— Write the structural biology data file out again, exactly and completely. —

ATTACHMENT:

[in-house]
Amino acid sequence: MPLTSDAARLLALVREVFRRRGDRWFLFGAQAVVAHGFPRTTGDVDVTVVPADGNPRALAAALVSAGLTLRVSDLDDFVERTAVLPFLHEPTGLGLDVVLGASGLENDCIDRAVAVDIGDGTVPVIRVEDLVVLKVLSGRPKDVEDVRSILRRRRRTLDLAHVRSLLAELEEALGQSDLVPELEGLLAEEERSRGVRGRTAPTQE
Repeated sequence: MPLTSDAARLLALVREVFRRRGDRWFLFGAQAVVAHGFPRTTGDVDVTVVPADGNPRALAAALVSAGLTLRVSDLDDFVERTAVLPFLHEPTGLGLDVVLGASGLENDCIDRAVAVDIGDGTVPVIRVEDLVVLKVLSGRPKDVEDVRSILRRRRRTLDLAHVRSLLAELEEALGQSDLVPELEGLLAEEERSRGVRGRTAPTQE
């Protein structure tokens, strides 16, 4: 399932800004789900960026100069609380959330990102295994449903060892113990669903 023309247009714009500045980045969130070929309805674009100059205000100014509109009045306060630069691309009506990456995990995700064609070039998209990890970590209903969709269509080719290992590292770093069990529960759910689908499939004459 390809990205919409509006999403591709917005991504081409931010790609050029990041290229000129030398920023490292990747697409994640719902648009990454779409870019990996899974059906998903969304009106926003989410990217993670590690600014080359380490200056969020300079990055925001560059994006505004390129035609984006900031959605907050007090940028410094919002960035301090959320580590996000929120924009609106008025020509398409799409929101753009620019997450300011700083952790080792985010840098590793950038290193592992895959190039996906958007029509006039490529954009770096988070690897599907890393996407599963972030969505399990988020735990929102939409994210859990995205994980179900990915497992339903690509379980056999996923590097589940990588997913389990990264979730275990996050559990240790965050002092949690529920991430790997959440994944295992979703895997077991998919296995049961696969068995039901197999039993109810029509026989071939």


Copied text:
[in-house]
Amino acid sequence: MPLTSDAARLLALVREVFRRRGDRWFLFGAQAVVAHGFPRTTGDVDVTVVPADGNPRALAAALVSAGLTLRVSDLDDFVERTAVLPFLHEPTGLGLDVVLGASGLENDCIDRAVAVDIGDGTVPVIRVEDLVVLKVLSGRPKDVEDVRSILRRRRRTLDLAHVRSLLAELEEALGQSDLVPELEGLLAEEERSRGVRGRTAPTQE
Repeated sequence: MPLTSDAARLLALVREVFRRRGDRWFLFGAQAVVAHGFPRTTGDVDVTVVPADGNPRALAAALVSAGLTLRVSDLDDFVERTAVLPFLHEPTGLGLDVVLGASGLENDCIDRAVAVDIGDGTVPVIRVEDLVVLKVLSGRPKDVEDVRSILRRRRRTLDLAHVRSLLAELEEALGQSDLVPELEGLLAEEERSRGVRGRTAPTQE
């Protein structure tokens, strides 16, 4: 399932800004789900960026100069609380959330990102295994449903060892113990669903 023309247009714009500045980045969130070929309805674009100059205000100014509109009045306060630069691309009506990456995990995700064609070039998209990890970590209903969709269509080719290992590292770093069990529960759910689908499939004459 390809990205919409509006999403591709917005991504081409931010790609050029990041290229000129030398920023490292990747697409994640719902648009990454779409870019990996899974059906998903969304009106926003989410990217993670590690600014080359380490200056969020300079990055925001560059994006505004390129035609984006900031959605907050007090940028410094919002960035301090959320580590996000929120924009609106008025020509398409799409929101753009620019997450300011700083952790080792985010840098590793950038290193592992895959190039996906958007029509006039490529954009770096988070690897599907890393996407599963972030969505399990988020735990929102939409994210859990995205994980179900990915497992339903690509379980056999996923590097589940990588997913389990990264979730275990996050559990240790965050002092949690529920991430790997959440994944295992979703895997077991998919296995049961696969068995039901197999039993109810029509026989071939």